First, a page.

I’m familiar with warehouse club stores even if I don’t want to be. My first experience with one was unusual, to say the least.
My first 13 years of life were in a small city. The biggest grocery store was Safeway and I can’t even remember the name of the biggest department store. There was only one franchise store in the city that I can remember, Dairy Queen. And it only served ice cream. Times have definitely changed.
My first experience was a Gemco somewhere near the base I was stationed at in San Diego, California. Two of us went there and as we were trying to enter the store, the security guard asked to see our membership cards. It took a few minutes of explanations to get us to understand what we were dealing with. Luckily, membership cards were only a dollar and we could get them somewhere near the front of the store.
That was the first and the last time I paid for a membership card. Other warehouse club stores have popped up since then, including Sam’s Club, but I’ve never been a member. My wife, Josie, was a member of that particular store in West Phoenix, Arizona.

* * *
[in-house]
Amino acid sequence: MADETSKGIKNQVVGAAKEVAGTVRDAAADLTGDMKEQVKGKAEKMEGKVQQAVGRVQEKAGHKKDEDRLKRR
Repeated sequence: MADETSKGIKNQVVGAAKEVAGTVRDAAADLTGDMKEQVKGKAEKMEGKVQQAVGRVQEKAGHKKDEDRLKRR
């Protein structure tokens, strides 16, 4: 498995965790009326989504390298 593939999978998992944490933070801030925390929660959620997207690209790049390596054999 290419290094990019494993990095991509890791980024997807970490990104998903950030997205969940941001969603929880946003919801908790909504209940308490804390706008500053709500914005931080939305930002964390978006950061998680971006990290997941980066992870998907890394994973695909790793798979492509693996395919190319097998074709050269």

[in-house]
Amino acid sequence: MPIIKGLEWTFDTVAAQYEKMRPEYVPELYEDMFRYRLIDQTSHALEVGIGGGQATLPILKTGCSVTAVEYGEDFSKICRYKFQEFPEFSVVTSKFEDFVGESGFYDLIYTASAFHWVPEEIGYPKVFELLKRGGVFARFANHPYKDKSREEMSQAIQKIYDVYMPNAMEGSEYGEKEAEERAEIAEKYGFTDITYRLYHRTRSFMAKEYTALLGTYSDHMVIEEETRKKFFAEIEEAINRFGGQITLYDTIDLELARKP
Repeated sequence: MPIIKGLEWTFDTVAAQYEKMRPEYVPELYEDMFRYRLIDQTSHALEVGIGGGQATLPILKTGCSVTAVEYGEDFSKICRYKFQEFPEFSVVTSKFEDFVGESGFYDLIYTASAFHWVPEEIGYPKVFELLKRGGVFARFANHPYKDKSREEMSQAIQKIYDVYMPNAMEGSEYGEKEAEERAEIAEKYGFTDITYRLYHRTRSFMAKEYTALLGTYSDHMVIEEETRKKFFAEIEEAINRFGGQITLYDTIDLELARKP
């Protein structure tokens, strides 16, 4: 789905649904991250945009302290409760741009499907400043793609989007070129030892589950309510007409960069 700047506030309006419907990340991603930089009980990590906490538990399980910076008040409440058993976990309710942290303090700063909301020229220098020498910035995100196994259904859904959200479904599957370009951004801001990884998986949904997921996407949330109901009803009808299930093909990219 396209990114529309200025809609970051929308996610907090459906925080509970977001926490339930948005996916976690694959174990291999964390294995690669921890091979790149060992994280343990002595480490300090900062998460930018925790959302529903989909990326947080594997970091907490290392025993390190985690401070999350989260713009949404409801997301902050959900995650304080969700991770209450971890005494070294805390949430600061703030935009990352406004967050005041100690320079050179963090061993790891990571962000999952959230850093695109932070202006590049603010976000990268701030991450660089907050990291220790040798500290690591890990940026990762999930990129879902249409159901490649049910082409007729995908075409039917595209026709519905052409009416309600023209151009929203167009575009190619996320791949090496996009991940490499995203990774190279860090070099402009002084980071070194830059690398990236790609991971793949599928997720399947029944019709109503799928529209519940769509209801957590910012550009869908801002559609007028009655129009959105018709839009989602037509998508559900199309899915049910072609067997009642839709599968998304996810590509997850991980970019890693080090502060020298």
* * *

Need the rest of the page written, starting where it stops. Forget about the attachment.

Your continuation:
Today’s Costco is the second largest retailer in America, after Wal-Mart. It’s a warehouse club that neither of us have ever been a member of. We were inside one once but if I remember correctly, we were there with a family friend. We did most of our grocery shopping at the nearby Air Force base.
I remember my father (R.I.P.) talking about going to Price Club, which was at least an hour’s trip from Coolidge to somewhere in metro Phoenix. It’s now a Costco.
As far as I know, S&R Membership Shopping is the only warehouse club store in the Philippines. There’s one near us (if you consider an hour away, after getting out of Olongapo as being near). It’s in San Fernando in the Pampanga province. Josie and I plan to go there on a payday instead of shopping locally.
There are stores in the Philippines that are kind of like the warehouse club stores, but they’re not membership stores. Puregold, the big store at the Subic Bay Freeport Zone, is one of them.
Filipino businesses tend to copy each other. When one does well, like any one of the various SM and Ayala malls, it stands out. If S&R continues to pick up steam, other warehouse club stores are bound to pop up.